Words written in novel so far: 15,932 (too many other commitments this week!)
Days of summer completed: 1
Pool trips so far: 1
I know you are all sitting on the edge of your computer chairs wondering how many tears I left behind at my graduations. Well, none actually.
Hours spent at my son’s 5th grade graduation: 2. Hours spent at high school graduation for work: 1 1/2. Seems backwards, doesn’t it?
High school graduations in my county have morphed into speedy, efficient cattle calls where parents are seated at floor level and must watch their students walk across the stage and shake hands on a large screen. Speeches are regimented, kept to under three to five minutes, and contain nothing juicy that a journalist might cheer about.
NOTE: Judging by the crime stories out of Birmingham, Alabama, I am living in the wrong city for interesting quotes. Birmingham’s police officers give the reporters something to write about there. Colorful quotes, good local flavor. Here, not so much.
While the caps and gowns have gone to all black (showing gravitas?), the festive atmosphere is more like my impression of a very old marketplace. Babies, wheelchairs, crutches, people talking in normal tones of voice during the ceremony. And yes, despite begging by administrators, plenty of “Gooooooo Errrriiiicccc!”s. One unexpected shriek in the row behind me almost popped me out of my chair.
My son’s 5th grade graduation was more tame and more personal, as you might expect. I did fine until the principal, who we have known since my son started kindergarten, started talking about parents who have come to her office and cried.
I’m pretty sure she was talking about me.
I remember the counselor who told my son he would be sent to the principal’s office if he worried. I remember the horrible handwriting that was marked “illegible” on his report card in second grade. I remember the End of Grade tests that stressed him out until he took them and realized they were nothing to fear. I remember the first grade teacher who loved math and inspired my son to love it, too.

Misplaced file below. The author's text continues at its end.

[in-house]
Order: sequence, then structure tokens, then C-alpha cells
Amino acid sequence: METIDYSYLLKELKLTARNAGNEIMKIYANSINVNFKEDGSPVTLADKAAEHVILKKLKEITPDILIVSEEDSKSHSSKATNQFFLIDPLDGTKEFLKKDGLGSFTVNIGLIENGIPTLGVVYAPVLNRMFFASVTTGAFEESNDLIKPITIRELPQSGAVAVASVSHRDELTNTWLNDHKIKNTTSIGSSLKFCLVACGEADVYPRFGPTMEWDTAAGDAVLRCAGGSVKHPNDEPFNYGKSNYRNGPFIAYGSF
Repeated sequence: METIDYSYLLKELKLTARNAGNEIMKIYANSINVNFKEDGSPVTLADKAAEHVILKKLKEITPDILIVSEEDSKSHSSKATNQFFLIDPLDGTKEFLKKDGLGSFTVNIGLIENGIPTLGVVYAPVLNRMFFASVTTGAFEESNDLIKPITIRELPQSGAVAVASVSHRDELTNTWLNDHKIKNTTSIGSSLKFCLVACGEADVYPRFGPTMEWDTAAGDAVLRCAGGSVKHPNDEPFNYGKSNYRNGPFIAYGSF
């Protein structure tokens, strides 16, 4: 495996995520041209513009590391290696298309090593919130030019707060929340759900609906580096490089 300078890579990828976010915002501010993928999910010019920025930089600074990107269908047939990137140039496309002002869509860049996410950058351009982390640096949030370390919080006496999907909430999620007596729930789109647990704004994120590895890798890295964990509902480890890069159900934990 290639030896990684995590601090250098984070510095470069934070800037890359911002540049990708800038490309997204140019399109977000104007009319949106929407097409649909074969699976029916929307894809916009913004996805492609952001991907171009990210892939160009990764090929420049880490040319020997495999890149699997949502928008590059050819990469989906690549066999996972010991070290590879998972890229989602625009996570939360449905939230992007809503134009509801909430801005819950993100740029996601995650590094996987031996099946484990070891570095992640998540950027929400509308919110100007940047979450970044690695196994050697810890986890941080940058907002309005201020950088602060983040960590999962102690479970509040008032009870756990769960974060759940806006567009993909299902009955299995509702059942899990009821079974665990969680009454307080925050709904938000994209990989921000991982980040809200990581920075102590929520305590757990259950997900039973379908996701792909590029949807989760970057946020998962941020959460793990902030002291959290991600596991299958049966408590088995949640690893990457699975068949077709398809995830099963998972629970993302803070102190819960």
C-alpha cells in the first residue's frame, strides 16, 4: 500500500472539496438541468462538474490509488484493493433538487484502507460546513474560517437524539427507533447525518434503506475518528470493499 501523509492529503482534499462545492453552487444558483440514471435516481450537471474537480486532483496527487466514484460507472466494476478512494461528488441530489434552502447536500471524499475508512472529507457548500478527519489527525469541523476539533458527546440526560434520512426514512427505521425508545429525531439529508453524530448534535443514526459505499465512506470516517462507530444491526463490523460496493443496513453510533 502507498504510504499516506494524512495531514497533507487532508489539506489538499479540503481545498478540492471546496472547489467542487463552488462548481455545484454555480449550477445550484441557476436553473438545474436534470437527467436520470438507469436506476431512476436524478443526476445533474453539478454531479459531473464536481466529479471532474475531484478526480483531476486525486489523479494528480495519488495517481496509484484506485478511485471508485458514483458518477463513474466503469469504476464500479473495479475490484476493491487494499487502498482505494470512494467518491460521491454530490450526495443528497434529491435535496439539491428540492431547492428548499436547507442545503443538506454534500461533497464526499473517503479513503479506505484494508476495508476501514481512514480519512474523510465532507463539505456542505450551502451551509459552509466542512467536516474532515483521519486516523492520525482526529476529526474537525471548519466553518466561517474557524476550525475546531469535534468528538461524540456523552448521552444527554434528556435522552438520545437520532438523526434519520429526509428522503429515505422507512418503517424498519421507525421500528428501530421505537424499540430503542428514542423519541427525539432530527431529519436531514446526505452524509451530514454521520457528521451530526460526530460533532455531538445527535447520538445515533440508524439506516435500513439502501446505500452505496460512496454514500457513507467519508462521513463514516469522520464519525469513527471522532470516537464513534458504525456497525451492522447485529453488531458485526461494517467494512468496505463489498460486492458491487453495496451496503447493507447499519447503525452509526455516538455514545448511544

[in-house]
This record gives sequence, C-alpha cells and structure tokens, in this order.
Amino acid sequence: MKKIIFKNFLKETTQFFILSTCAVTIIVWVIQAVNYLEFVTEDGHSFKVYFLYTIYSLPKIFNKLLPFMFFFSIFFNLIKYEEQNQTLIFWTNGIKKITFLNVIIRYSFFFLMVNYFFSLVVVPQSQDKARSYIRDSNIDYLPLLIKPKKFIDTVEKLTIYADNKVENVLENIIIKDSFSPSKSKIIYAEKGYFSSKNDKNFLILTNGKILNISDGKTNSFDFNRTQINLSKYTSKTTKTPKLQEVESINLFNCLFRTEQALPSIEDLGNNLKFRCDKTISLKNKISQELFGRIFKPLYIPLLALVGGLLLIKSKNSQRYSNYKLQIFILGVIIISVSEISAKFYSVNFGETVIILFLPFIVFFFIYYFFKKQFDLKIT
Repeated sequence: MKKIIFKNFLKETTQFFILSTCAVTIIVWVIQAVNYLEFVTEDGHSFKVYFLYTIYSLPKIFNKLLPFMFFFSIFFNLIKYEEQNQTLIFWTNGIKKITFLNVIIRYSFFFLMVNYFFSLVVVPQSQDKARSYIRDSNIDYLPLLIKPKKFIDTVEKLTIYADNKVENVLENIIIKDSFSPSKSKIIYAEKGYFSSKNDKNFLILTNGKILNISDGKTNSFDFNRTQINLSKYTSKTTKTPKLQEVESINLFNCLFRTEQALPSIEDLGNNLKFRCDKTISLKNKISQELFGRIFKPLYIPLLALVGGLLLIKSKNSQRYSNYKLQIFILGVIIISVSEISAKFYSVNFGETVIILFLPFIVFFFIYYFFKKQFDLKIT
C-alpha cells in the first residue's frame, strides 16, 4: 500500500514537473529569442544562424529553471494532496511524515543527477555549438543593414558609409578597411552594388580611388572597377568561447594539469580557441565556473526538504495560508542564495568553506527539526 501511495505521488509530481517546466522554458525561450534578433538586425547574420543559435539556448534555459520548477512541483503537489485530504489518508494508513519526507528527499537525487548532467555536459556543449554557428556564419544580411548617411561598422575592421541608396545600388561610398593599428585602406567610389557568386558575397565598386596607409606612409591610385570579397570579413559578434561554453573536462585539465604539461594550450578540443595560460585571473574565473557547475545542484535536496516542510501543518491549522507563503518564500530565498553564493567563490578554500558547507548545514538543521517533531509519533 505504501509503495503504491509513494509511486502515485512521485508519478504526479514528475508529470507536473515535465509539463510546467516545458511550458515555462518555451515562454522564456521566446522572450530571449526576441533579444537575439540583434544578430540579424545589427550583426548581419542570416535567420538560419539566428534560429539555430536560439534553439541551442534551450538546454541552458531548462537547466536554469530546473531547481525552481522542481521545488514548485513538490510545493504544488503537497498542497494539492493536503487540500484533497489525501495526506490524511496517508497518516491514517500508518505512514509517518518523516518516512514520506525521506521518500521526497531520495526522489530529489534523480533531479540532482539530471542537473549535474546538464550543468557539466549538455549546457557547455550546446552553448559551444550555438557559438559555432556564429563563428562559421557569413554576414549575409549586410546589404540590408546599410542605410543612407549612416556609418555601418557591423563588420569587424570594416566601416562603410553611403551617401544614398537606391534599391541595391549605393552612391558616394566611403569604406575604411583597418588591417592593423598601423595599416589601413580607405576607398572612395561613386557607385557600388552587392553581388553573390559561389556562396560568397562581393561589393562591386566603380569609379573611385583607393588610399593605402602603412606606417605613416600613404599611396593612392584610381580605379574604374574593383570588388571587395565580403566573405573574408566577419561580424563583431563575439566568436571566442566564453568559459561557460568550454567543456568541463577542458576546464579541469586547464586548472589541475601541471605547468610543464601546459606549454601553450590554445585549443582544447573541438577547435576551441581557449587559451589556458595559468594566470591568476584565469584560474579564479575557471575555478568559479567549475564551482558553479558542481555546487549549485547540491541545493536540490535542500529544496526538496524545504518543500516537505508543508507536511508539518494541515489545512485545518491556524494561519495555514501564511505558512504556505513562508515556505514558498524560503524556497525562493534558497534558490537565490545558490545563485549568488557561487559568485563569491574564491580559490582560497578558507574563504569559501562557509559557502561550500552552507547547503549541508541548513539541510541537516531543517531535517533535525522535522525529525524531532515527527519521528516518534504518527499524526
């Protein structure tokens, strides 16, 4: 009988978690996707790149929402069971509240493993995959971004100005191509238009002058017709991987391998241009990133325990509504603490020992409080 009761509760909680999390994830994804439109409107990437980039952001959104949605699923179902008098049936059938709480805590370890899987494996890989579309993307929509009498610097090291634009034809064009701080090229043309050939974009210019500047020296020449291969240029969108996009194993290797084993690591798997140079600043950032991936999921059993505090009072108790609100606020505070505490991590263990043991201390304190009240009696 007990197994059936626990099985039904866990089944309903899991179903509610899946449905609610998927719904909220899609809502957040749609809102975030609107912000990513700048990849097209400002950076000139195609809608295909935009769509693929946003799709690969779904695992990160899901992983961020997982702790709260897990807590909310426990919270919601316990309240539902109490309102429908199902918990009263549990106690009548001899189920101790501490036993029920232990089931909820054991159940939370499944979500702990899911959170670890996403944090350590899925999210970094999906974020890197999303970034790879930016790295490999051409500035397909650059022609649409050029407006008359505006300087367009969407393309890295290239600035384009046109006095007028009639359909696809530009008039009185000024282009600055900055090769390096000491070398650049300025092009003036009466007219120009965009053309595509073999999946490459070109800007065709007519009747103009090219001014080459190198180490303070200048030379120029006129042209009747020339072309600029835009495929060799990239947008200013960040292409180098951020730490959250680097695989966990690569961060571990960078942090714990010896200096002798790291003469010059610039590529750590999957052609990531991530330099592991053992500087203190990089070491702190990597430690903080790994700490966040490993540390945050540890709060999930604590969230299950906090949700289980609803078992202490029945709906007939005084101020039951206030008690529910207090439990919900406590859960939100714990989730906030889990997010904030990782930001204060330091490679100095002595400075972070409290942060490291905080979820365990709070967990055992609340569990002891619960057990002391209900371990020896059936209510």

And I remember crying in the principal’s office. I haven’t even cried in front of some of my closest friends, but at our principal’s round table, I was a blabbering mess.
One of my friends described parenthood as being cut wide open and walking around open to the elements; you are completely laid bare and vulnerable. All the time. When a bully threatens my child, I imagine myself like the Cowardly Lion, fists raised: “Put ’em up, put ’em up. I’ll fight you both together if you want. I’ll fight you with one paw tied around my back.”
When your child struggles with a concept, a teacher, a negative behavior, a fear… you can feel like Prometheus with the eagle chomping on your liver, only to have the pain return anew each time your child meets a seemingly insurmountable challenge.
Every triumph is so sweet, every “I love you, Mom” afterwards so rewarding.
Perhaps the reason 5th and 8th grade graduations have come into being is because we need to celebrate the mile markers along the way: finishing 5th grade is akin to completing a 10K race. Congratulations–no small feat!
But the bittersweet part is that raising a child is in fact, a marathon. A little over six miles done, but over 26 to complete.
And then… well, my parents still call and tell me to go see a doctor when I’m sick.